Pharmacometrics: A Drug Development Paradigm
By Pierre-Olivier Termblay
While the term pharmacometrics has become fashionable since the start of the 21st century, the methods it encompasses have evolved from early pharmacokinetics (PK) work (circa 1920) to full-blown clinical trial simulation, thanks largely to enhanced computational capability and the work of many insightful minds.
Whatever the computational intensity or method, the purpose of pharmacometrics is best expressed in the International Conference on Harmonisation (ICH)-E4 Guideline titled, “Dose-Response Information to Support Drug Registration”:
“Knowledge of the relationships among dose, drug concentration in blood, and clinical response (effectiveness and undesirable effects) is important for the safe and effective use of drugs in individual patients. This information can help identify an appropriate starting dose, the best way to adjust dosage to the needs of a particular patient, and a dose beyond which increases would be unlikely to provide added benefit or would produce unacceptable side effects.”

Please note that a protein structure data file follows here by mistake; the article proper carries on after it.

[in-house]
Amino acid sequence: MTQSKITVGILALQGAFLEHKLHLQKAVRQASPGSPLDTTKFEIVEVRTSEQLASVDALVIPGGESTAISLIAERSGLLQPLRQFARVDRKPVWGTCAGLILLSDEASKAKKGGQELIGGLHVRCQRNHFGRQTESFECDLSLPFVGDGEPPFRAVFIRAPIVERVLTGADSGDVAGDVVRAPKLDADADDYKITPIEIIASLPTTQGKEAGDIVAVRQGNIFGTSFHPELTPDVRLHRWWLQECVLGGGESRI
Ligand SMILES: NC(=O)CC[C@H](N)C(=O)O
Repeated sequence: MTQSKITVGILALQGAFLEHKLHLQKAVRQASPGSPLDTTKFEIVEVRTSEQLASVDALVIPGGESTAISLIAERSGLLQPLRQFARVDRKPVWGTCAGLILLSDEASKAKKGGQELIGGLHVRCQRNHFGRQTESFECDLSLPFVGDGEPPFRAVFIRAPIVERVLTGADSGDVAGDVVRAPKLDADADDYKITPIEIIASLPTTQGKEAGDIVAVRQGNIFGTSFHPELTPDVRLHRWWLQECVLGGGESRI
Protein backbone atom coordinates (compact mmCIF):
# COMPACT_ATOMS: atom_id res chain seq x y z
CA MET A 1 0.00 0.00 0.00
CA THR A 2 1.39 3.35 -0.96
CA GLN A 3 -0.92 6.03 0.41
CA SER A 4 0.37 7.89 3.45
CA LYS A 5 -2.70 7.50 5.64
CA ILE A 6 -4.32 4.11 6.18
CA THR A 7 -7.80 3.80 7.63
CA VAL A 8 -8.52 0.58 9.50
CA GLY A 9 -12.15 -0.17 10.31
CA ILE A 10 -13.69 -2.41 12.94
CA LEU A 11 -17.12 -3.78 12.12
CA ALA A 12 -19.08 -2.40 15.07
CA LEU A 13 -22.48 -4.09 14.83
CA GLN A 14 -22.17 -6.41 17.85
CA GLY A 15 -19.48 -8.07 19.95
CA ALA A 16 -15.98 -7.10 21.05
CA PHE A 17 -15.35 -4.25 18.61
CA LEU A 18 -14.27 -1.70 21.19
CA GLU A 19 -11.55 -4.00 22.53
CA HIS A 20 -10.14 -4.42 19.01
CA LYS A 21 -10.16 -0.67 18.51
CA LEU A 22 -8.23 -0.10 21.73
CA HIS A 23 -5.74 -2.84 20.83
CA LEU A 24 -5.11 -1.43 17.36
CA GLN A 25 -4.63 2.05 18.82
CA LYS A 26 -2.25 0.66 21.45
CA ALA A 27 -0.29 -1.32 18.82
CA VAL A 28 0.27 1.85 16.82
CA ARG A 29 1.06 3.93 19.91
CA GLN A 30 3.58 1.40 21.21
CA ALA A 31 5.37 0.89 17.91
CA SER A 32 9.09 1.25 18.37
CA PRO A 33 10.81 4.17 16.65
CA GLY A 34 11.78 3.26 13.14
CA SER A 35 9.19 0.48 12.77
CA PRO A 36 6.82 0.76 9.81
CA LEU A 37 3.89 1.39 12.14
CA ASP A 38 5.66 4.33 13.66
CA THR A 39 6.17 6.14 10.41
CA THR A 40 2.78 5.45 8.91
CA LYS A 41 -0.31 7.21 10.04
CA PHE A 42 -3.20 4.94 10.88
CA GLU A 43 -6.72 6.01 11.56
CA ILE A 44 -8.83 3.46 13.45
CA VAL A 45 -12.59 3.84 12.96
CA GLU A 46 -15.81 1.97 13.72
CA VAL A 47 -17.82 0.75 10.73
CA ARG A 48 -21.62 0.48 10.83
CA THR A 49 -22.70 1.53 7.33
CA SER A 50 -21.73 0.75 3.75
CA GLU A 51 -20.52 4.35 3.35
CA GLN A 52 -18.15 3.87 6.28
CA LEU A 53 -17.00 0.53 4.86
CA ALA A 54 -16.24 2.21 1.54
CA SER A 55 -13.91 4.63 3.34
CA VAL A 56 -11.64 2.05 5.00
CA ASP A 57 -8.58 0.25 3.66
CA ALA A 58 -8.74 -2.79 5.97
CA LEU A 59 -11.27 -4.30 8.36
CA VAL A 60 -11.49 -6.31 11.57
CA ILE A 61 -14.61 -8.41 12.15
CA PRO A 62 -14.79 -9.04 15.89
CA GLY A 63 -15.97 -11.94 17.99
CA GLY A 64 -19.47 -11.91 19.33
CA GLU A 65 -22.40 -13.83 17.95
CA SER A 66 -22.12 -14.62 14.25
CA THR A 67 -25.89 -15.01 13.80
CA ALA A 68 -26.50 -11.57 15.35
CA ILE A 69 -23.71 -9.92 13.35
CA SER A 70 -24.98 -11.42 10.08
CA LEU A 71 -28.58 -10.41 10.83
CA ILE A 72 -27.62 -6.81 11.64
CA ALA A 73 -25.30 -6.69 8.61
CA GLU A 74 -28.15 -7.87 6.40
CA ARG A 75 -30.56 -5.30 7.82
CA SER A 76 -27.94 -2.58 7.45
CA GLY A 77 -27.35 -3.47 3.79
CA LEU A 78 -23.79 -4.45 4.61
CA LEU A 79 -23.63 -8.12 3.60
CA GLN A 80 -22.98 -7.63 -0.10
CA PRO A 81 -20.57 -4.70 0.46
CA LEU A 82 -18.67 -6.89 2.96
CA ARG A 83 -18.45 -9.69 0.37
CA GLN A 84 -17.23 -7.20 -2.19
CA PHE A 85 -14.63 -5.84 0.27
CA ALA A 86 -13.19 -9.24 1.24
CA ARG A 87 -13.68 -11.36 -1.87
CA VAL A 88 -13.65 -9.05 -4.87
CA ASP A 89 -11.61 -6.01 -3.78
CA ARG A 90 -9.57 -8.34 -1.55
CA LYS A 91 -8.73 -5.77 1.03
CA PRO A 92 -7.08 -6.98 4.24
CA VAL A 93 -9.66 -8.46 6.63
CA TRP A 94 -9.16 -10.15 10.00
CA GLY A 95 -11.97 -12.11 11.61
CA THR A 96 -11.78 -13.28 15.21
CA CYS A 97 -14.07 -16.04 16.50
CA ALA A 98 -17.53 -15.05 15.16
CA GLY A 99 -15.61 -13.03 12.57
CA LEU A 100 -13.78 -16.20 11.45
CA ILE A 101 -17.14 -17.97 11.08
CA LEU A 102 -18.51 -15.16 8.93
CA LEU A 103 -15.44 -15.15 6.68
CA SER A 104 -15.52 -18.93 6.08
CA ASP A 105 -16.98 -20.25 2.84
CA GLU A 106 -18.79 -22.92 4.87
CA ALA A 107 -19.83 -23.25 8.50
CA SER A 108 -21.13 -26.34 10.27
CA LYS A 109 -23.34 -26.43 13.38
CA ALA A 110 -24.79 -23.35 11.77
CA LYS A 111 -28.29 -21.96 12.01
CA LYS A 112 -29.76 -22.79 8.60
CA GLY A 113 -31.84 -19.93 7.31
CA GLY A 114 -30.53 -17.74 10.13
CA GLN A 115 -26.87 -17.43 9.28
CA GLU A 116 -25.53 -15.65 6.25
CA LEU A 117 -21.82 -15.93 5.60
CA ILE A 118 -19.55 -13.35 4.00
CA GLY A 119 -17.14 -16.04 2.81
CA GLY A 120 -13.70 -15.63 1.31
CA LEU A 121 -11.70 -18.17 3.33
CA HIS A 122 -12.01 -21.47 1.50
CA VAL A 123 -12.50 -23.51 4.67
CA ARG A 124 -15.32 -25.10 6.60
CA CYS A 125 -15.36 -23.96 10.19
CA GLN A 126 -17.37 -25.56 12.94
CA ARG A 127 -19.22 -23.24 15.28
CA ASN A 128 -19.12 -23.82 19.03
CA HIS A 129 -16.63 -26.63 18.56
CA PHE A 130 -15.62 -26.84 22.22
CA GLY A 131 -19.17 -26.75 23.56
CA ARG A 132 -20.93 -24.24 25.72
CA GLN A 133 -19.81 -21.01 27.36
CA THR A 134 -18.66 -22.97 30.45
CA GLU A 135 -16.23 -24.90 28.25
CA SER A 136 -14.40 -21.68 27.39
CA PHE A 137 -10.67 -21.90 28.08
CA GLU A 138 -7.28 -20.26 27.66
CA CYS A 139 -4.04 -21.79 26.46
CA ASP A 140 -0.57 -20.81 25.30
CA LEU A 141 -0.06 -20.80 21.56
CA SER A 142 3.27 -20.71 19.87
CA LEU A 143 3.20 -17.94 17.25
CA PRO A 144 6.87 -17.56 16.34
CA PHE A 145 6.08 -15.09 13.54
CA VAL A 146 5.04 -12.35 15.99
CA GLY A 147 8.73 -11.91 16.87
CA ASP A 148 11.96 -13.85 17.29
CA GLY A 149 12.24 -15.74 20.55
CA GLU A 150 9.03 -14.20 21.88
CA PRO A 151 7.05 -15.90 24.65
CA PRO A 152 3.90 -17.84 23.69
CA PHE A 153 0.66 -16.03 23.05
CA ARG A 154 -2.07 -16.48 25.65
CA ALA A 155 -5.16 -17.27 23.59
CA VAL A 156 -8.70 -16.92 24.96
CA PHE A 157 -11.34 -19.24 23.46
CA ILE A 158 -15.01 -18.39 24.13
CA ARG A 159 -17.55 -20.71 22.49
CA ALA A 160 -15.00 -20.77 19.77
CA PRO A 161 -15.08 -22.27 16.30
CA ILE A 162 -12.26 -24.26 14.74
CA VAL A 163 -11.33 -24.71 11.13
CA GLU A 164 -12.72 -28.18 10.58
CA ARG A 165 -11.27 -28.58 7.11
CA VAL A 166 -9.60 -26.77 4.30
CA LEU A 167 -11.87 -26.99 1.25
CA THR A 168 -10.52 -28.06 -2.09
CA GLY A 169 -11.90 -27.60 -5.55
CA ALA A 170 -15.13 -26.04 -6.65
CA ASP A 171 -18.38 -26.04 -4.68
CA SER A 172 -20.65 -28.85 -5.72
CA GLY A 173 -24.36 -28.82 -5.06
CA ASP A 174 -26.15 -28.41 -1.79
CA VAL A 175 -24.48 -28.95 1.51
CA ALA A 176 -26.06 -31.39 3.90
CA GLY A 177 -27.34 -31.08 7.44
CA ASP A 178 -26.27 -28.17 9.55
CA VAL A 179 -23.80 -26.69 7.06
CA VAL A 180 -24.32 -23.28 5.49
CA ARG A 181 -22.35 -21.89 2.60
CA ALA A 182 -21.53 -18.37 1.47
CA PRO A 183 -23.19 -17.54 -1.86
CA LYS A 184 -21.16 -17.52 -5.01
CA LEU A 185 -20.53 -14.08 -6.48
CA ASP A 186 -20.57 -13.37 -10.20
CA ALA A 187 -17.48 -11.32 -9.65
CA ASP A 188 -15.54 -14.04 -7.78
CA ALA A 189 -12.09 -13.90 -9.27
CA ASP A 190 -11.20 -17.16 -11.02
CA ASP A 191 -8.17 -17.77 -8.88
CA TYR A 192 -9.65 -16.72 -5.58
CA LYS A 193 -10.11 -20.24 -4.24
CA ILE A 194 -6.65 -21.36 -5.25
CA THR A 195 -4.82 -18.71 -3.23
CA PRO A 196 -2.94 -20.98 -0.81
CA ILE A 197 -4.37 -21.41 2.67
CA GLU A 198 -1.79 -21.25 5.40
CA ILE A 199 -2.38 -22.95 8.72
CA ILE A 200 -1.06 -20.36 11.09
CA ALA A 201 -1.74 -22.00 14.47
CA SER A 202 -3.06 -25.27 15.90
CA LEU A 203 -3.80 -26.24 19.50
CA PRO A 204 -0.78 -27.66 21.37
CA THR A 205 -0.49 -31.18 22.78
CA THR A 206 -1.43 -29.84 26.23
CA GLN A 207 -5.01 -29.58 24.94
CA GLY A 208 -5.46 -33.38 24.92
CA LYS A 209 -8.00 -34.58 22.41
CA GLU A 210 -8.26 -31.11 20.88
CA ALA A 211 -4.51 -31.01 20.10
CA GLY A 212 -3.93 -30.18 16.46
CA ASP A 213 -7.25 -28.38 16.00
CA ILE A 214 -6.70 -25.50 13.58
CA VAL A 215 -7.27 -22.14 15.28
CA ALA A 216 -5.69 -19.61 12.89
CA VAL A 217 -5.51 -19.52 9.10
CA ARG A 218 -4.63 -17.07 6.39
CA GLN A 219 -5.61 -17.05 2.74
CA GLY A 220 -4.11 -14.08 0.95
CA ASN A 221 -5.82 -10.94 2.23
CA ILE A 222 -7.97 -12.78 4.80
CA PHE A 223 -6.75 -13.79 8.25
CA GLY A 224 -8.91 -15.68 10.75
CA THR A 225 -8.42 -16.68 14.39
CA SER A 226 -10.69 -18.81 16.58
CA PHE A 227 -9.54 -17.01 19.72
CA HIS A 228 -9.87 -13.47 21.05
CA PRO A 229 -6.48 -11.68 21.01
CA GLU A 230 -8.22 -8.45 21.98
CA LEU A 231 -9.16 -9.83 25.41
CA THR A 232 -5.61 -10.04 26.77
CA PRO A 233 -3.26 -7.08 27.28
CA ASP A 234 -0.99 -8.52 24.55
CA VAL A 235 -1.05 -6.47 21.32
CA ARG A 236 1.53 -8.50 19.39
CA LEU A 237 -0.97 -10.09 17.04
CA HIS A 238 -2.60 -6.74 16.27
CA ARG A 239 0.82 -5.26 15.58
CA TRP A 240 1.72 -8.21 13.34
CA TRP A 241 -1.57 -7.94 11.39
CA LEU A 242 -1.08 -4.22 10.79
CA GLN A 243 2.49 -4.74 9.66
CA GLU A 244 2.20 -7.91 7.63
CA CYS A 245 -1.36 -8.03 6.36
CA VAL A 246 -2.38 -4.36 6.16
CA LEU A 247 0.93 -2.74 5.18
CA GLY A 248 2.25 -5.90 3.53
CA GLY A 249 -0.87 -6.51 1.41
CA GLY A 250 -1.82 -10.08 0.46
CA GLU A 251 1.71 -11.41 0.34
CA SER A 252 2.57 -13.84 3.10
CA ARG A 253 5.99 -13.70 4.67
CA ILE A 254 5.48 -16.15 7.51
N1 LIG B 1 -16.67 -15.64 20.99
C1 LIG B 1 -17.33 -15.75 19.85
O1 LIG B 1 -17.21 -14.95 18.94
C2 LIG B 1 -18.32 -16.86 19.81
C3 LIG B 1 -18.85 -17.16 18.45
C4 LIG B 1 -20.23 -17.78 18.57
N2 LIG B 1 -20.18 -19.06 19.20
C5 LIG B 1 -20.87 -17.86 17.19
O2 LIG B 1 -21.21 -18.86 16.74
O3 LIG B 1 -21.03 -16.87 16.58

In today’s fast-paced drug development environment, data is produced at an exponential rate. Efficient extraction of knowledge from the data to support development and decision making is becoming a cornerstone of success. Pharmacometrics specifically aims at extracting this knowledge and identifying the degree of uncertainty associated with it through the use of quantitative methods.
Armed with such knowledge, pharmaceutical companies can make enlightened decisions regarding the next development steps. At the regulatory level, this knowledge is helping to render decisions on approval, make dosing recommendations on the product label, and evaluate the need for further studies.
Although there is no one universal definition of pharmacometrics, all definitions currently in use emphasize the application of quantitative methods to characterize and predict a system’s behavior, whether at the individual, disease, or clinical trial level. Perhaps a good description of pharmacometrics, if not a formal definition, is one offered by the FDA: “Pharmacometrics is an emerging science defined as the science that quantifies drug, disease, and trial information to aid efficient drug development and/or regulatory decisions.”